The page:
Many of the big life decisions I have made have been with the privilege of doing so in relative privacy. And while significant to me, they have not created any anxiety about the large-scale fallout or ramifications.
Last night’s announcement that Jacinda Arden was stepping down as Prime Minister of New Zealand was anything but private. I can’t begin to imagine the difficulty of making such a significant decision, knowing the global attention that would follow. Understanding all that she represents and the pressure attached to her leadership, this decision to step away from politics must have been agonizing.
I’ll admit her decision was difficult to hear and I genuinely feel global democracy has taken a hit. After steering her county through COVID, the Arden government was proving to be adept at making smart social and fiscal decisions. When I think of strong, compassionate and practical leaders, Jacinda has been a clear example that leadership and kindness go hand-in-hand. Even through her mistakes, she showed creativity and humility.
Locally, we had a similar announcement this week. And while it will not receive as much global attention, it will be another loss of strength, leadership and smarts in our political system. Laura Mae Lindo has been serving as the MPP for Kitchener Centre for 5 years and has made a real impact in her community and at Queen Park. I have had the pleasure of meeting her twice and was captivated by her smarts, enthusiasm and passion for justice. Laura Mae (who has her Ph.D. in education) will be leaving Queens Park this summer for a role at the University of Waterloo Philosophy department.
Their respective legislatures and the world will miss these two strong leaders. We need more Jacinda’s and Laura Mae’s: full stop. And, we must applaud their decision to make changes that (while many of us will grieve) will enable them to keep serving in the long term. In both cases, I think we are witnessing Service Leaders who are showing what courage and smart decision-making look like. I think (and truly hope) their decisions to leave public life will enable them to recharge, refocus and share their skills and talents elsewhere.
We owe a debt of gratitude to female leaders like Jacinda and Laura Mae who face exponentially more work, barriers and systemic challenges than men serving in similar roles. As a straight, white, male I cannot speak to their experiences nor do I have any specific insights into their respective decisions to move on from politics. What I do know is that the risks, threats and outright misogyny that they have risen above is a testament to their strength and a hard reminder of how much work the rest of us have to do. A single year of the disrespect, verbal abuse and sexism they put up with would seem like 20 years to a male in the same role. Their intelligence and growth mindset to move on their own terms puts most of their political colleagues (primarily male) to shame.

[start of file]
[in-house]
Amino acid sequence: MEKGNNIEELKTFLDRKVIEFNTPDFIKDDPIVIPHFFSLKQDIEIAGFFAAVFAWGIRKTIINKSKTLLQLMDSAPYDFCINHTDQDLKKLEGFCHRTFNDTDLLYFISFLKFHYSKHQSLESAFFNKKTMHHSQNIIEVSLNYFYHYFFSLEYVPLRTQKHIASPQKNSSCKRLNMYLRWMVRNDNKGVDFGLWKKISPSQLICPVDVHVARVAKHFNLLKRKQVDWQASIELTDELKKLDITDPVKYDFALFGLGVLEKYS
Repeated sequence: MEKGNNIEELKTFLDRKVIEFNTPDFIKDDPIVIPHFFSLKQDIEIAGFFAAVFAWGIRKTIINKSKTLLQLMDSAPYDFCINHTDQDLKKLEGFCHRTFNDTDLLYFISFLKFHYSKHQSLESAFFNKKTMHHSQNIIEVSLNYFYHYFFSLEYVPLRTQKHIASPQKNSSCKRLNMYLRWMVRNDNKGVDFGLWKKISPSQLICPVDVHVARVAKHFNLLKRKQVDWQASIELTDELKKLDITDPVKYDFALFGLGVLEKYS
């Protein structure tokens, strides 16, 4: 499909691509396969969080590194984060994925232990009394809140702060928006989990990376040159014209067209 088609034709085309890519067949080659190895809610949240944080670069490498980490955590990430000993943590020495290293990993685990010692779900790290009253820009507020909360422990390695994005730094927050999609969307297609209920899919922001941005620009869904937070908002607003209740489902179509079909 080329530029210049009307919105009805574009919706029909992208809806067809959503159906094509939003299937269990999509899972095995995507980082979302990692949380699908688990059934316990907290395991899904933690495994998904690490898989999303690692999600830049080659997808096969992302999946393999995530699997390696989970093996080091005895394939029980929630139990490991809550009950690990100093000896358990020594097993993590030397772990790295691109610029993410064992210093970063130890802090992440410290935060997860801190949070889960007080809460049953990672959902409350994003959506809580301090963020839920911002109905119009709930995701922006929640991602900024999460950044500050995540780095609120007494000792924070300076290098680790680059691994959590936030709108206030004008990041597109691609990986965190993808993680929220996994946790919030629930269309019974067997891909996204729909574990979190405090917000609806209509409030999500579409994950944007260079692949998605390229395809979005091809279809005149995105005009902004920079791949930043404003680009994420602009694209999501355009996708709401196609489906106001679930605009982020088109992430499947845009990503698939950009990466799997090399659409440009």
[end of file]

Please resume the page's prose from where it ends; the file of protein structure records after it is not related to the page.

These strong female leaders are teaching us that thinking about what’s next — and taking the time to make sure we are mentally and physically ready for it — is an act of service. To ourselves. Many in similar roles (especially men) might choose to continue on under a false sense of self-importance and think that their physical and mental health sacrifice was true leadership. It’s not of course. All that ‘look at how much I am suffering for you’ is nothing but self-aggrandizing and in fact, is harming the systems and people they proclaimed to be serving. To say nothing of their own wellness.
The political world will shine a little less without the light and courage these two leaders gave our community and world. It is up to the rest of us to applaud their wisdom to move on to new roles that will allow them to recharge and serve in other ways. Equally important but much harder, we must find and encourage the next Jacinda and Laura Mae to step into their Service Leadership. Our collective future depends on it.